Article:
Word on the street is that street hockey is making a comeback


Ah, the street game, still alive, if only by fading memory for those of us who shaped our plastic Mylec stick blades over heated kitchen stovetops and bolted out the door yelling, “Game on!”
Jim Montgomery recently peered out a window on the second floor of the Bruins’ practice facility, November’s muted sunshine dappled across the pavement, and wistfully proclaimed it a “beautiful day for street hockey.”
Once was the time here in the Hub of Hockey when streets and parking lots and tennis courts, in both the city and ‘burbs, were jammed day and night with kids and sticks, tennis balls and makeshift nets.
Street hockey was big … bigger than the infinite pickleball universe big.
During the late 1960s and into the ‘70s, Bruins such as Bobby Orr, Phil Esposito, and Gerry Cheevers were our idols of both ice and asphalt. We zigged and zagged up and down the street, avoiding cars, stickhandling around potholes, yelling out loud the names of the legends-in-the-making — ”No. 4, Bobby Orr!”
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“It was a huge deal,” said Montgomery, recalling his street hockey days as a kid in Montreal. “One of my teachers, she used to drive by my street after school, and I’d already be home playing street hockey. I used to put the orange ball right [under] her car, every time, and she didn’t understand, she’d be, ‘You’re going to hit! … ’ and I’d be, ‘I’ll never hit your tire!’ Never did, either.”
Ex-Bruin Andrew Ference, who worked the backline here for the Bruins in their Stanley Cup championship run in 2011, nowadays is the NHL’s point man for making street hockey big again in the US and Canada.
Ference, 44, is the kingpin of the recently founded NHL STREET program, though his official league title is director of its office of social impact, growth and legislative affairs. In short, Andrew Ference, street hockey guy, Stanley Cup ring and all.
NHL STREET, Ference explained recently by telephone from his home on Vancouver Island, aims to get kids, ages 6-16, picking up hockey sticks, chasing balls, and having fun. We live in complex times. So that business model may sound far too simple, but simple is precisely the point.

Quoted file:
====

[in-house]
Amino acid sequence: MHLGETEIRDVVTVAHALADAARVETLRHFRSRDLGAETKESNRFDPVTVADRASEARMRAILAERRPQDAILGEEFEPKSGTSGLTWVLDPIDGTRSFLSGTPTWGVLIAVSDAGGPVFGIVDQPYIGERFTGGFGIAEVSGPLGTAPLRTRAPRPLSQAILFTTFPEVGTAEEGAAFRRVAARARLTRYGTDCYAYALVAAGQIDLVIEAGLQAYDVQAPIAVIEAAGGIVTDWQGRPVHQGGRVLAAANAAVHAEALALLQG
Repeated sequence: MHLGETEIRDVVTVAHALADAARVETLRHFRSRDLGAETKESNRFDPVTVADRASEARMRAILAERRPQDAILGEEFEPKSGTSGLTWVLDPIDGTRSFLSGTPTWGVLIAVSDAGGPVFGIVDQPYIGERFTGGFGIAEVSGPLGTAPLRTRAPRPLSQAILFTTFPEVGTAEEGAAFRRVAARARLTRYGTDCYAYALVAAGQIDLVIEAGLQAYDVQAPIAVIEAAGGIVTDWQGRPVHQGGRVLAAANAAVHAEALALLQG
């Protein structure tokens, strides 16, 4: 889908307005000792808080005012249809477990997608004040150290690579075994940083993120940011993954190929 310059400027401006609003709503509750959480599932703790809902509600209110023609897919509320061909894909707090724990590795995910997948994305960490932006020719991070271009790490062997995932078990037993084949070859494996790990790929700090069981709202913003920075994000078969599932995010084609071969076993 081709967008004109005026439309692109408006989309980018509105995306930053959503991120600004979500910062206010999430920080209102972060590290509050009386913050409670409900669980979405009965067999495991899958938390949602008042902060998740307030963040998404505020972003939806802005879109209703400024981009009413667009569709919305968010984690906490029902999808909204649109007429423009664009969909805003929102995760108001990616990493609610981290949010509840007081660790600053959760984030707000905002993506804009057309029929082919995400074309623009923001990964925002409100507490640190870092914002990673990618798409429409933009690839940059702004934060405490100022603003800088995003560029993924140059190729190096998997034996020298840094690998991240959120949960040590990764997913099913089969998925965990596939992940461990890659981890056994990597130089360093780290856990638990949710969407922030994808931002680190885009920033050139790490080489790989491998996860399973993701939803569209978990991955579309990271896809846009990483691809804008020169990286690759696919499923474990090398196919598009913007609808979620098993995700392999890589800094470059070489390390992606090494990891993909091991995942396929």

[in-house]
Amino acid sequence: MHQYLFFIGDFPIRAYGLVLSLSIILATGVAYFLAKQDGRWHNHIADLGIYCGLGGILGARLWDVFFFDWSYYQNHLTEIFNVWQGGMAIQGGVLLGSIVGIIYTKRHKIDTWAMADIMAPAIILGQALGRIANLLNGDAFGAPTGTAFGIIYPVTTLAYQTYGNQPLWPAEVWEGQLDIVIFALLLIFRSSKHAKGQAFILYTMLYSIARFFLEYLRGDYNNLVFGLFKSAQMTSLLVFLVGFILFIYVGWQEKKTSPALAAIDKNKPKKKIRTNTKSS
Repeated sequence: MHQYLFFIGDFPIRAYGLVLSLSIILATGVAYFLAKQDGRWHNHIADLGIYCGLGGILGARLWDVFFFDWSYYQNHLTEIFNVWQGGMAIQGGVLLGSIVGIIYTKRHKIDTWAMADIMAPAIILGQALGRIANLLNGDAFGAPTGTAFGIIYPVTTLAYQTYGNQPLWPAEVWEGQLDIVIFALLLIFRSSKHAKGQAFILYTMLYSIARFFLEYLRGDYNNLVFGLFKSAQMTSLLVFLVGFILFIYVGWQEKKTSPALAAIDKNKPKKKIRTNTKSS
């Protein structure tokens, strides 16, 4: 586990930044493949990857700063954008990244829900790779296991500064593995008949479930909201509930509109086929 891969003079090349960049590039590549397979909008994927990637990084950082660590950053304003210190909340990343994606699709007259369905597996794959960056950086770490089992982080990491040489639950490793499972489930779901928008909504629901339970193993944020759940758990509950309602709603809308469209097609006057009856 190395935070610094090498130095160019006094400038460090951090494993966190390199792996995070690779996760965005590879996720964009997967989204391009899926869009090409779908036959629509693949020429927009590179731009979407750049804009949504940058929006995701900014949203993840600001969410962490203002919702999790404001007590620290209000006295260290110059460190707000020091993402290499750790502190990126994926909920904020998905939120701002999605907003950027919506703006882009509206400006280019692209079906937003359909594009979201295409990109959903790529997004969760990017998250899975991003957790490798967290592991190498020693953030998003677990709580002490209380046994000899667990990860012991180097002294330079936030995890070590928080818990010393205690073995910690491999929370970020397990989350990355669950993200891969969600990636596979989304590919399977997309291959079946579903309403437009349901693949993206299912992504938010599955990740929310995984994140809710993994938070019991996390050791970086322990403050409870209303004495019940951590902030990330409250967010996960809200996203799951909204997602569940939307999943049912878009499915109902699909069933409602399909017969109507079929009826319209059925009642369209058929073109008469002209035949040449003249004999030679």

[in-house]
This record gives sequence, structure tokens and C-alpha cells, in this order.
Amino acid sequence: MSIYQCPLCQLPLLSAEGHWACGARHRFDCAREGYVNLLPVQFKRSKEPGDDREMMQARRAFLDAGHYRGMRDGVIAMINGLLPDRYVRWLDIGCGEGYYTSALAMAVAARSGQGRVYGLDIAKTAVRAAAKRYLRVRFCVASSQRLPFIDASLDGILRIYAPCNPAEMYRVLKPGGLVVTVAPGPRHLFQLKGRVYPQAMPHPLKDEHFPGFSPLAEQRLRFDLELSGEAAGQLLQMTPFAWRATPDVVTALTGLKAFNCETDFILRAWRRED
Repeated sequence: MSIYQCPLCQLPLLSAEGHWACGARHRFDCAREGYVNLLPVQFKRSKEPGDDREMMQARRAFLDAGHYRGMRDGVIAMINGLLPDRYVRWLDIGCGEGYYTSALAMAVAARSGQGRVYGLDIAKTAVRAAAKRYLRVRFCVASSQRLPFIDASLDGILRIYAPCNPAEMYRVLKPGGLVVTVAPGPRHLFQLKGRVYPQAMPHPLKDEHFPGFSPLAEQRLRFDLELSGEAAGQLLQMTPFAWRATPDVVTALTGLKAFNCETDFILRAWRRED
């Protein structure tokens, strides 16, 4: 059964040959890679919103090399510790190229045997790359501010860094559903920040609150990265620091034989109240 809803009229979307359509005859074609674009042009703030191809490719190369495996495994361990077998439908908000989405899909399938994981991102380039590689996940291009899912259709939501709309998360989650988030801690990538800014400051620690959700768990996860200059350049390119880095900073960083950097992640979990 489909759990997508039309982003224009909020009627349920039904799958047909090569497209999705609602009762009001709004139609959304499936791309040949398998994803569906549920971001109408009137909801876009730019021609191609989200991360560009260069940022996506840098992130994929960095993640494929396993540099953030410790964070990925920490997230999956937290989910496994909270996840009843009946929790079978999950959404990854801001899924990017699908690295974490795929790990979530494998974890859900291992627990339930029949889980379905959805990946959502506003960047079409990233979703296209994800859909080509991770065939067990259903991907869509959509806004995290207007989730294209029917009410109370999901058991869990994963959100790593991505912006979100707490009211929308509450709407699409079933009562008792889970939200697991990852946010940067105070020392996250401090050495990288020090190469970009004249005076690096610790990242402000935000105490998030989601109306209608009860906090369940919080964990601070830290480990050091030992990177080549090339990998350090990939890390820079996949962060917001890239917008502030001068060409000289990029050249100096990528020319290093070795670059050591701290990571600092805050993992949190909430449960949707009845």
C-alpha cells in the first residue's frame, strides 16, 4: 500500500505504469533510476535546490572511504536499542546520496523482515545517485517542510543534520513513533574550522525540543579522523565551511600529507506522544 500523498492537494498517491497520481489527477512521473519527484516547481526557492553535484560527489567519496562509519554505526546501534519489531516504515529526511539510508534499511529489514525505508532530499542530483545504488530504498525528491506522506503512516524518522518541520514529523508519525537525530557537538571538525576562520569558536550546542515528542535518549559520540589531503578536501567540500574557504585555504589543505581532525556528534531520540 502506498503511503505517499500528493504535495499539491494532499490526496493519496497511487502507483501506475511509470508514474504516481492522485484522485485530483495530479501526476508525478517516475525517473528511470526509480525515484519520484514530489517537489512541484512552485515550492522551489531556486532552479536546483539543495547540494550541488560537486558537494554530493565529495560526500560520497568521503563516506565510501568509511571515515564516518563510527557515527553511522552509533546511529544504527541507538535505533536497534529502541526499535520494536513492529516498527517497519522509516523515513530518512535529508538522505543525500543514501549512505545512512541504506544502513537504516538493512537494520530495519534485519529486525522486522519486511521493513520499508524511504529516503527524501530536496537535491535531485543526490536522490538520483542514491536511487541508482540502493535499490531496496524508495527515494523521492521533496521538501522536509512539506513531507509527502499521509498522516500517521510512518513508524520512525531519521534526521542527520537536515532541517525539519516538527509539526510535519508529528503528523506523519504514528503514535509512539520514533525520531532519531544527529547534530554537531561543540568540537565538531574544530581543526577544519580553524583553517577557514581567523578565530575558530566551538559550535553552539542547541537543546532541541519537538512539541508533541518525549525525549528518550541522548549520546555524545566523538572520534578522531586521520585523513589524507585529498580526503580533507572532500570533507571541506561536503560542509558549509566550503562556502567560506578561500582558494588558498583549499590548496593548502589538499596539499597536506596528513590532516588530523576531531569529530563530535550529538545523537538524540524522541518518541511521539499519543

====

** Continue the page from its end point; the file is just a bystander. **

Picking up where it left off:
NHL STREET is low cost, intended to be angst-free for kids and parents, and not really aimed at morphing kids into ice hockey players. If that happens, great, but it’s not the mantra. It’s a sneaker-and-stick version of the highly popular NFL FLAG football model, which, noted Ference, now has some 700,000 participants in the US.
Former Bruin Andrew Ference is now a champion of street hockey through NHL STREET. Gene J. Puskar
The International Olympic Committee, by the way, recently made flag football part of its menu for the 2028 Summer Games in Los Angeles. There’s no telling how these simple things can gain traction. Per Ference, some 1,200 kids played in NHL STREET leagues in 2023. The aim for ‘24 is upward of 10,000.
Ultimately, Ference said, he’d like to see a 1:1 ratio in the US and Canada between kids who play ice hockey and those who play street hockey. Given the cost and time demands of playing and training for the frozen version, 1:1 looks as easy as melting snow over a July 4 BBQ in Death Valley.
“We are betting big on the fact that we think there are a lot of kids and a lot of families … ,” mused Ference, “ … that quite frankly don’t want the super-intense competitiveness of youth sports right now, or the hijacking of your entire family calendar.”
To that point, said Ference, NHL STREET leagues, which typically run 6-10 weeks, schedule but one game a week. Total onsite time commitment, including warm-up and basic instruction (two hands on the stick … go!), is roughly 60 minutes. Games are played in two 15-minute halves.
Total cost per kid usually ranges $100-$200 per season, and every kid receives a cool NHL jersey to wear and keep at season’s end. Ideally, said Ference, they all leave having learned the sport and having made friends. Mission accomplished. All the better, of course, if they become NHL fans.
“We recommend that people do this once a week,” said Ference, framing how NHL STREET is intended to be a seamless fit for families. “Let those families also do piano lessons and gymnastics, do the other sports. Let this be part of their week, but not take over their lives, right? I think there’s a lot of families out there that want their kids doing sports, involved in stuff, making friends, having fun, but not feeling the pressure of it.”
Among the very few guidelines NHL STREET sets forth for league organizers: Make certain there’s a barrier behind each net.
“It’s just more fun,” noted Ference, “when you’re not chasing after the ball all the time, right?”
Music, loud music, is another essential NHL STREET element. Kids like the vibe, noted Ference, as much as they like wearing their colorful NHL jersey.
“Turn up the music,” said Ference, “and then grab a stick and put the puck in the net by any means possible. That’s pretty much it.”
Montgomery, 54, played with some Montreal street hockey pals on a team that won a Quebec indoor ball hockey championship when he was 18. A couple of years later, he began his freshman year at the University of Maine.
He and his buds arrived at each ball hockey game with music blasting.
“That was my pal,” said Montgomery, recalling how a teammate was charged with lugging the tunes. “We were the Devils, and he played ‘Runnin’ with the Devil’ on his boombox.”
The times change, the team names change, and lyrics change, but the street game lives on.
Kevin Paul Dupont can be reached at kevin.dupont@globe.com.


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